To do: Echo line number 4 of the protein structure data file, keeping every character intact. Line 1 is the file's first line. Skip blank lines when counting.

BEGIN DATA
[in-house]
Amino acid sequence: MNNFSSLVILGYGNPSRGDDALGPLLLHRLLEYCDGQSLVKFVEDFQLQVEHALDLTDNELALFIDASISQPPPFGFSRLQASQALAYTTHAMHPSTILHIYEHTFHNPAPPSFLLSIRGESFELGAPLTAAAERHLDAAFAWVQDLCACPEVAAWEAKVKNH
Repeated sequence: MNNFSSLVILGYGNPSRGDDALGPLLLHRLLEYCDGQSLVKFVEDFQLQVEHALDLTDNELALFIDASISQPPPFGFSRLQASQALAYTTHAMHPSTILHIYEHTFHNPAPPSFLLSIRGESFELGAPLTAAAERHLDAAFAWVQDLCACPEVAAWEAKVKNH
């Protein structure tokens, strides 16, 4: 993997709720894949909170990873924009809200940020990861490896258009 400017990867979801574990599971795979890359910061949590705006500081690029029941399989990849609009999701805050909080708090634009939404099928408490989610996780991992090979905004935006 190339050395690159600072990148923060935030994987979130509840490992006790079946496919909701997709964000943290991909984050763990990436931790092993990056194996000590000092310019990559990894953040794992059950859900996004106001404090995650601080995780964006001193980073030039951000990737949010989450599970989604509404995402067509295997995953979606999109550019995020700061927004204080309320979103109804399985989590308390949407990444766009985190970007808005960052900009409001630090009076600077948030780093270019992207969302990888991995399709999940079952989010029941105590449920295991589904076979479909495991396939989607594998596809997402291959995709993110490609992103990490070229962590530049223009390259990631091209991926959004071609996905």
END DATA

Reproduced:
């Protein structure tokens, strides 16, 4: 993997709720894949909170990873924009809200940020990861490896258009 400017990867979801574990599971795979890359910061949590705006500081690029029941399989990849609009999701805050909080708090634009939404099928408490989610996780991992090979905004935006 190339050395690159600072990148923060935030994987979130509840490992006790079946496919909701997709964000943290991909984050763990990436931790092993990056194996000590000092310019990559990894953040794992059950859900996004106001404090995650601080995780964006001193980073030039951000990737949010989450599970989604509404995402067509295997995953979606999109550019995020700061927004204080309320979103109804399985989590308390949407990444766009985190970007808005960052900009409001630090009076600077948030780093270019992207969302990888991995399709999940079952989010029941105590449920295991589904076979479909495991396939989607594998596809997402291959995709993110490609992103990490070229962590530049223009390259990631091209991926959004071609996905």